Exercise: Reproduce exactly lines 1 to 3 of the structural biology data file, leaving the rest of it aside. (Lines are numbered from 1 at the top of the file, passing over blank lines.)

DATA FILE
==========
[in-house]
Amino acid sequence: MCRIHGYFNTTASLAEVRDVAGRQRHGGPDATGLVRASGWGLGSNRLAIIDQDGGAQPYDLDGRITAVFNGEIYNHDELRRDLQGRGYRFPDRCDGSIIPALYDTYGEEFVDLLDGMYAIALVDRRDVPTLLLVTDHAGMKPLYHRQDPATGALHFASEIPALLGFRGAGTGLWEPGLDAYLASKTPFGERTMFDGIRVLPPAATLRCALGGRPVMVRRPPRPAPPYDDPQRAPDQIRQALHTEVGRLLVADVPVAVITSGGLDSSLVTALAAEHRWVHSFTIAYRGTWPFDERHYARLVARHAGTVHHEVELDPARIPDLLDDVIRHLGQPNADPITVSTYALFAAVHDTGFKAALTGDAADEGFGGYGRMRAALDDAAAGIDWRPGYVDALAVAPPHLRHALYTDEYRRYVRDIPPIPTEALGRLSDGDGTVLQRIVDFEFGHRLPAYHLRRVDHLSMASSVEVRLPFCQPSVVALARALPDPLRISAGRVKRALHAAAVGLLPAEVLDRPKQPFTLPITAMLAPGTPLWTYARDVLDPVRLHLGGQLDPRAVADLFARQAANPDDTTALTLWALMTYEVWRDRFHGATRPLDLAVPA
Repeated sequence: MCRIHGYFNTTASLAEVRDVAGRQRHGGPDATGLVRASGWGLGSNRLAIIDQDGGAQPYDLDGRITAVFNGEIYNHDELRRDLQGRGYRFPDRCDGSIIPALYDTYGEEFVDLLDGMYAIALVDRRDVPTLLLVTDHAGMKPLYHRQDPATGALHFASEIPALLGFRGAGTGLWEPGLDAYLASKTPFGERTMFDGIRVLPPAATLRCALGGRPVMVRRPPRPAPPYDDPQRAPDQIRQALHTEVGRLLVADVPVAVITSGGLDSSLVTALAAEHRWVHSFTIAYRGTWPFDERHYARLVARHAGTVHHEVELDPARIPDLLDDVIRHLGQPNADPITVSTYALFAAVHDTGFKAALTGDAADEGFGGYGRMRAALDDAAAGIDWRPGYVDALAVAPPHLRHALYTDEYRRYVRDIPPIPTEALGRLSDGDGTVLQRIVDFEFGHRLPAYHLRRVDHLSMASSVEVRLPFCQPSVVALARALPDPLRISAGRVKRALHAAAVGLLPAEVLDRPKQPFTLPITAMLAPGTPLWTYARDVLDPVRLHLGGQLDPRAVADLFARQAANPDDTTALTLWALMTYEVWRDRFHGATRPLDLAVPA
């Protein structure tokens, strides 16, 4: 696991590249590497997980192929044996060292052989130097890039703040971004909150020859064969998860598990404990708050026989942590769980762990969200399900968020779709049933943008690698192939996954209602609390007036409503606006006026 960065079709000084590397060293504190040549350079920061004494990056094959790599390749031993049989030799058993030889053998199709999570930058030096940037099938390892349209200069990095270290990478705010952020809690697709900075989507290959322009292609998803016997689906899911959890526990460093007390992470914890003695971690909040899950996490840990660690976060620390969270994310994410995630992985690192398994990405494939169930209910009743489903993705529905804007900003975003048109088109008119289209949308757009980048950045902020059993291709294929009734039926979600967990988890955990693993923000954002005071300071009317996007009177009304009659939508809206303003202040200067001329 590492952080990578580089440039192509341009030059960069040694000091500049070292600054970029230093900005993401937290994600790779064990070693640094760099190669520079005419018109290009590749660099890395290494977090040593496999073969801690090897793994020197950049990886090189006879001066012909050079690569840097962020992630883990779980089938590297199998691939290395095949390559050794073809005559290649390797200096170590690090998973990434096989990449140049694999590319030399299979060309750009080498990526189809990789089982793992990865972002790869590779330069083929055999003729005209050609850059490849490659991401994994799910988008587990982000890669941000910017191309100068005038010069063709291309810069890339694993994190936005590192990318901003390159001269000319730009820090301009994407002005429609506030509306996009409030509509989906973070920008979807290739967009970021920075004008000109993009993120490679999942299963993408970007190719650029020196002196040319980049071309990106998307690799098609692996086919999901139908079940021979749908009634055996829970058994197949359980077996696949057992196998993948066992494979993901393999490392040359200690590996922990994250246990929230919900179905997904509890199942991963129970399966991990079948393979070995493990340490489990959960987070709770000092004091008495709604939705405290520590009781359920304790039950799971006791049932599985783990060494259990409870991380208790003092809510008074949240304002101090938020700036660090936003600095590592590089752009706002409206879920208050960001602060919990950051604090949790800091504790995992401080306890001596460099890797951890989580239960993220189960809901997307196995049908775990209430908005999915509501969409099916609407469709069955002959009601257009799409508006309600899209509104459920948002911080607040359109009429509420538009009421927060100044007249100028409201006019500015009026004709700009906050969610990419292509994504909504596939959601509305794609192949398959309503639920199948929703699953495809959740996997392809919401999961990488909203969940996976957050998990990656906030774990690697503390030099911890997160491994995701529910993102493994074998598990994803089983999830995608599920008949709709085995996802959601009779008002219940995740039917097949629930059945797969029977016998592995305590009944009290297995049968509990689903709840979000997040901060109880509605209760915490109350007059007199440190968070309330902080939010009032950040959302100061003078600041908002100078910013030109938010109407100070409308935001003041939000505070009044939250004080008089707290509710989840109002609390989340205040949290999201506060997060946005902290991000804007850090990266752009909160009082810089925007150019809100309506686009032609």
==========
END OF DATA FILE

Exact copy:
[in-house]
Amino acid sequence: MCRIHGYFNTTASLAEVRDVAGRQRHGGPDATGLVRASGWGLGSNRLAIIDQDGGAQPYDLDGRITAVFNGEIYNHDELRRDLQGRGYRFPDRCDGSIIPALYDTYGEEFVDLLDGMYAIALVDRRDVPTLLLVTDHAGMKPLYHRQDPATGALHFASEIPALLGFRGAGTGLWEPGLDAYLASKTPFGERTMFDGIRVLPPAATLRCALGGRPVMVRRPPRPAPPYDDPQRAPDQIRQALHTEVGRLLVADVPVAVITSGGLDSSLVTALAAEHRWVHSFTIAYRGTWPFDERHYARLVARHAGTVHHEVELDPARIPDLLDDVIRHLGQPNADPITVSTYALFAAVHDTGFKAALTGDAADEGFGGYGRMRAALDDAAAGIDWRPGYVDALAVAPPHLRHALYTDEYRRYVRDIPPIPTEALGRLSDGDGTVLQRIVDFEFGHRLPAYHLRRVDHLSMASSVEVRLPFCQPSVVALARALPDPLRISAGRVKRALHAAAVGLLPAEVLDRPKQPFTLPITAMLAPGTPLWTYARDVLDPVRLHLGGQLDPRAVADLFARQAANPDDTTALTLWALMTYEVWRDRFHGATRPLDLAVPA
Repeated sequence: MCRIHGYFNTTASLAEVRDVAGRQRHGGPDATGLVRASGWGLGSNRLAIIDQDGGAQPYDLDGRITAVFNGEIYNHDELRRDLQGRGYRFPDRCDGSIIPALYDTYGEEFVDLLDGMYAIALVDRRDVPTLLLVTDHAGMKPLYHRQDPATGALHFASEIPALLGFRGAGTGLWEPGLDAYLASKTPFGERTMFDGIRVLPPAATLRCALGGRPVMVRRPPRPAPPYDDPQRAPDQIRQALHTEVGRLLVADVPVAVITSGGLDSSLVTALAAEHRWVHSFTIAYRGTWPFDERHYARLVARHAGTVHHEVELDPARIPDLLDDVIRHLGQPNADPITVSTYALFAAVHDTGFKAALTGDAADEGFGGYGRMRAALDDAAAGIDWRPGYVDALAVAPPHLRHALYTDEYRRYVRDIPPIPTEALGRLSDGDGTVLQRIVDFEFGHRLPAYHLRRVDHLSMASSVEVRLPFCQPSVVALARALPDPLRISAGRVKRALHAAAVGLLPAEVLDRPKQPFTLPITAMLAPGTPLWTYARDVLDPVRLHLGGQLDPRAVADLFARQAANPDDTTALTLWALMTYEVWRDRFHGATRPLDLAVPA